Sciatica during pregnancy can be common. Sciatica is the general term used to describe pain along the nerve into the buttock, leg, and/or foot. The sciatic nerve runs from your lower back down through the buttock on each side and into the back of each leg to the foot.
If the nerve becomes irritated it can send pain anywhere along the line of the nerve, often described as shooting or burning pains, and is usually only one-sided. The leg can feel numb or weak sometimes, and there may be tingling sensations anywhere along the leg or into the foot.
It can range from mild to severe in some cases and can be quite debilitating for some people, affecting their movements and lifestyle. Often it is worse with standing or walking, turning over in bed, and moving from sitting to standing. Coughing and sneezing may make the pain worse, especially if the nerve is being irritated by a disc in the lower back.
Sciatica can happen at any time in our adult lives, but it can be more common to get lower back and leg pain symptoms during pregnancy due to the increased pressures around the back and pelvis, and the mechanical changes around the joints, muscles and nerves. It may be more likely to occur if you have had lower back or nerve symptoms before your pregnancy and if you have had more than one pregnancy, but it can affect anyone, irrelevant of lifestyle or fitness. If you sit for long periods, for example working at a desk, it’s possible the static positions can cause more pressure through the lumbar discs and nerves.
Causes of sciatica-type pain
Although there may be buttock and leg pain symptoms, not every case is caused by the sciatic nerve being irritated or compressed. In pregnancy, the term ‘Pelvic Girl Pain’ is used to describe pain around the pelvis, buttocks and thigh, so if you are having ongoing pain it is good to have an assessment to work out what might be causing the issues. If you have any major changes to your bladder and/or bowel habits, or increase numbness in the leg/buttock or genital area, you should seek ASAP advice as this could mean that the nerves at the base of the spine have been affected, and this needs diagnosing immediately, so don’t put off asking for help in this situation.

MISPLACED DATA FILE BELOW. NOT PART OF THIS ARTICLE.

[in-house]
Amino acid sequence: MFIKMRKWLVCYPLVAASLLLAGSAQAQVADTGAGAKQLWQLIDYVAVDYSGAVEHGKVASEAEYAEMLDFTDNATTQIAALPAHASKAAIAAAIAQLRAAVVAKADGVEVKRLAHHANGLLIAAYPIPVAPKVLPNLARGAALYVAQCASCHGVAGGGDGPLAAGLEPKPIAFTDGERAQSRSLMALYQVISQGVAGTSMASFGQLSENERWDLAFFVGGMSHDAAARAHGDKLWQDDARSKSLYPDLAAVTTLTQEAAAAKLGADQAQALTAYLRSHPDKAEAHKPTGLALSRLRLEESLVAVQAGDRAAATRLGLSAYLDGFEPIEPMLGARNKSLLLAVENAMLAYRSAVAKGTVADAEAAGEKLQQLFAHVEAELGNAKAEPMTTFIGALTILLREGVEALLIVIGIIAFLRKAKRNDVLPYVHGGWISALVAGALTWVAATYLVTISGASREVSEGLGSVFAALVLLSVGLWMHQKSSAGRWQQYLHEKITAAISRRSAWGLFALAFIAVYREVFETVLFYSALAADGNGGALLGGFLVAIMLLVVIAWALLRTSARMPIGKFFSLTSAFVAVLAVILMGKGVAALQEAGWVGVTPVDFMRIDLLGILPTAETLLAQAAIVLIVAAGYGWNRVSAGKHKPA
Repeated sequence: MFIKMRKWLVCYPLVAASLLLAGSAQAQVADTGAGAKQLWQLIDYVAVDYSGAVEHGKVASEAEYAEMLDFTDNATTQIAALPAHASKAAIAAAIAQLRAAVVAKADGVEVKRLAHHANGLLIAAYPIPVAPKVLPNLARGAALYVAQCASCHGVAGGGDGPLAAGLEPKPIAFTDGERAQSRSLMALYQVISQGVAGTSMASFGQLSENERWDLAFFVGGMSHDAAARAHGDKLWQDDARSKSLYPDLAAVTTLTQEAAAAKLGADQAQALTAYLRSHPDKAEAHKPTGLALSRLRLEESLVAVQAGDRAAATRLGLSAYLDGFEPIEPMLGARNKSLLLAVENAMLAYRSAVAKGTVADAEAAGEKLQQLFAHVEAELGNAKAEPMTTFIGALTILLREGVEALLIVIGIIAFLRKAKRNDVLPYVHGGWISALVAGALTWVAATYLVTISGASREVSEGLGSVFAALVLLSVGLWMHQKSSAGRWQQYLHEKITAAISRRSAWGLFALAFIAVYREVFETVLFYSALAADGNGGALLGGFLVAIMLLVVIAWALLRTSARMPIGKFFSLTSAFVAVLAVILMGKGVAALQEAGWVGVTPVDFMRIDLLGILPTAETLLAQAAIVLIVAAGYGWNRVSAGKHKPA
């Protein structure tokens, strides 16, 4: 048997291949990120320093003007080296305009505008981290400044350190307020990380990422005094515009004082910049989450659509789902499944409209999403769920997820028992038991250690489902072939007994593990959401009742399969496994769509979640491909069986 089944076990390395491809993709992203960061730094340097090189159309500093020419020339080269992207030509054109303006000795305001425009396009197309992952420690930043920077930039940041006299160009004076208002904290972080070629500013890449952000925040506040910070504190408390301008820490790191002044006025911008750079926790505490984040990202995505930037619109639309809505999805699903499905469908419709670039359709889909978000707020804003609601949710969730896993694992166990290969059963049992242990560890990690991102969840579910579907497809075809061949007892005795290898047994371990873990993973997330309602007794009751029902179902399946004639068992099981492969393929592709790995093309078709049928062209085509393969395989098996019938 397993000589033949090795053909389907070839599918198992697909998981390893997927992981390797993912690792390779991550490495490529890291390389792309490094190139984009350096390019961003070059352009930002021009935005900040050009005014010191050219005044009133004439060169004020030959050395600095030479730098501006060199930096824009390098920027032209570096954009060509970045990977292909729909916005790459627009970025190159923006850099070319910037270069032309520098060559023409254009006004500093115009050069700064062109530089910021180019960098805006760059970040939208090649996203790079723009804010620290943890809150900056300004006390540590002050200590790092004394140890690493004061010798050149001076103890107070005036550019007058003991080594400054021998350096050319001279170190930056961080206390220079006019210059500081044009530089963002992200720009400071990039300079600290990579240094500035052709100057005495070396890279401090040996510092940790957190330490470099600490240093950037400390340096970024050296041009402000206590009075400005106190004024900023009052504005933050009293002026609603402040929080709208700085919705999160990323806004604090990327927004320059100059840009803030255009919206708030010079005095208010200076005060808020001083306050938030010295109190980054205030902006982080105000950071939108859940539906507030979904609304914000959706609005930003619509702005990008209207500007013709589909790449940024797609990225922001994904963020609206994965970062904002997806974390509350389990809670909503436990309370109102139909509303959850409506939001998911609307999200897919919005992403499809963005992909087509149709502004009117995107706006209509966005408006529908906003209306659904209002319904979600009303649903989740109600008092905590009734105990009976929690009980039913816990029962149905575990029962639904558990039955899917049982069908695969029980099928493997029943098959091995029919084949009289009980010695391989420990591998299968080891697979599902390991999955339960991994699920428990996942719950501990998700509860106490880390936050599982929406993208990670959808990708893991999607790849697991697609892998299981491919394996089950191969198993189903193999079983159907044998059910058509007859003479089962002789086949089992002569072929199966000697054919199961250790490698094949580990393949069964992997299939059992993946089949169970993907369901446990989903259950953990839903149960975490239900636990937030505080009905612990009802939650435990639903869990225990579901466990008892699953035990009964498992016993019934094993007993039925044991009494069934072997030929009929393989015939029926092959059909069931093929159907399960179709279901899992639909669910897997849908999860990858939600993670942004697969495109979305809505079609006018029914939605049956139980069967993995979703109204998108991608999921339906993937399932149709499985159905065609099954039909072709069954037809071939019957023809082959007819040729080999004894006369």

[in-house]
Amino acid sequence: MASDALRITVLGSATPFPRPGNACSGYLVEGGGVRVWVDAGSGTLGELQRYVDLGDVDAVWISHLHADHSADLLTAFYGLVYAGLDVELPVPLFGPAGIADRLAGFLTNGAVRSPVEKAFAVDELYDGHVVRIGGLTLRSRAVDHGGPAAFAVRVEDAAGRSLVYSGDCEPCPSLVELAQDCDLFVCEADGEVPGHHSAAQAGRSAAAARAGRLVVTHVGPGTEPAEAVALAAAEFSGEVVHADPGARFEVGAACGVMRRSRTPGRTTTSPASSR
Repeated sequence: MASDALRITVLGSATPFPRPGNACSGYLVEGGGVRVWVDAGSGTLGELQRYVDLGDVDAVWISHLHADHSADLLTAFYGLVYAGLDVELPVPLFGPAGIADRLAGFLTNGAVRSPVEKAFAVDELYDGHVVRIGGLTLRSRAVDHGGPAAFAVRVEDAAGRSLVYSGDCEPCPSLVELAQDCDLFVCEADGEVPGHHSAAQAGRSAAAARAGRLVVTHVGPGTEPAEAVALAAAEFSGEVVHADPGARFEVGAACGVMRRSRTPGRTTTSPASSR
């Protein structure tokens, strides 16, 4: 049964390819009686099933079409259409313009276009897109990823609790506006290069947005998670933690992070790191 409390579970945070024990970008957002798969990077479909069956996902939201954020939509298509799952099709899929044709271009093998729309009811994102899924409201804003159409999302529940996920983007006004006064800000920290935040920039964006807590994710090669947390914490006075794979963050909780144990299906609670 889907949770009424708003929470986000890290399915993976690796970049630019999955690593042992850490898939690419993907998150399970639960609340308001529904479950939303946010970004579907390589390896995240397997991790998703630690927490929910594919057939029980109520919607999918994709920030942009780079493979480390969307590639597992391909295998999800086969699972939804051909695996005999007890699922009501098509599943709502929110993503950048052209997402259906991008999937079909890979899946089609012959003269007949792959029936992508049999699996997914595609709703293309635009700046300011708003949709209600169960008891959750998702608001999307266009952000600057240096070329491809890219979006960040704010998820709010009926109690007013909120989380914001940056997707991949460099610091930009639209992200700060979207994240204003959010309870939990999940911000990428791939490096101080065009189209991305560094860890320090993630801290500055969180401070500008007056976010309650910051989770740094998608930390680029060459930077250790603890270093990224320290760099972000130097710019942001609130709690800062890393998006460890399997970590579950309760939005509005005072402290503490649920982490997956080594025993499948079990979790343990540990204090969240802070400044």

Below are possible factors that could cause pain in these areas:
- Lower back (lumbar) disc lesions / bulging disc
- Spinal joints (facet joint)
- Pelvic girdle pain / Sacroiliac joint dysfunction/hip joint issues
- Muscular dysfunction such as piriformis syndrome
- Veins / varicosities / vascular issues
- Anatomical changes – increased lumbar curve (lordosis) due to postural pregnancy changes, position of the womb and if it may be pressing on spine or sacroiliac joints, or pelvic nerve entrapment
- Increased mobility around the joints due to hormonal changes relaxing ligaments in the body
- Foot posture issues affecting the mechanics of the knee and hip joints
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What can you do about it?
If you are starting to get some symptoms of pain in your back and buttocks/legs it is wise to try and do something about it quickly, so that it limits the risk of worsening iting.
Make sure that you change positions regularly, especially if you sit for long periods. Have some support from a cushion or rolled-up towel in your lower back (waist level) to help keep the natural curve in your spine supported. It may be easier to go for two short walks in one day rather than one long walk and make sure you are wearing supportive shoes, as the arches in your feet can flatten in pregnancy.
When bending try to make sure that you do it with knees and hips bent in a slight squat position and limit lifting as this also puts pressure on the spine and pelvis.
Try sleeping with a pillow between your knees if you are lying on your side.
If you are feeling well enough to do some exercise it can be beneficial to try some core-based exercises such as pregnancy Pilates or yoga. If your pain symptoms worsen doing this, reduce the amount you do, or stop the activity and seek some advice.
Pelvic floor (Kegel) exercises are also vital as these muscles usually support the pelvis and spine, and make up part of the core group of muscles.
We would recommend looking at the Pelvic Obstetric and Gynaecological Physiotherapy Group information leaflets which have lots of excellent information and exercise advice to follow. This leaflet may help with suggestions for good postures and basic exercise advice.
Getting the right advice
If your pain is not settling after 2-3 weeks it may be wise to get things checked out. During pregnancy, there are multiple factors that can impact pain, so it’s important to be assessed by an experienced clinician such as a pelvic health physiotherapist, or a musculoskeletal physiotherapist who is trained to assess and treat women during pregnancy. During an assessment, they would ask lots of questions about your pain, how it is affecting you, and about your lifestyle and exercise levels. Carrying out a full physical assessment usually gives an idea about where the pain may be coming from, and then a plan can be created from which treatment techniques, stretches or exercises might be of benefit.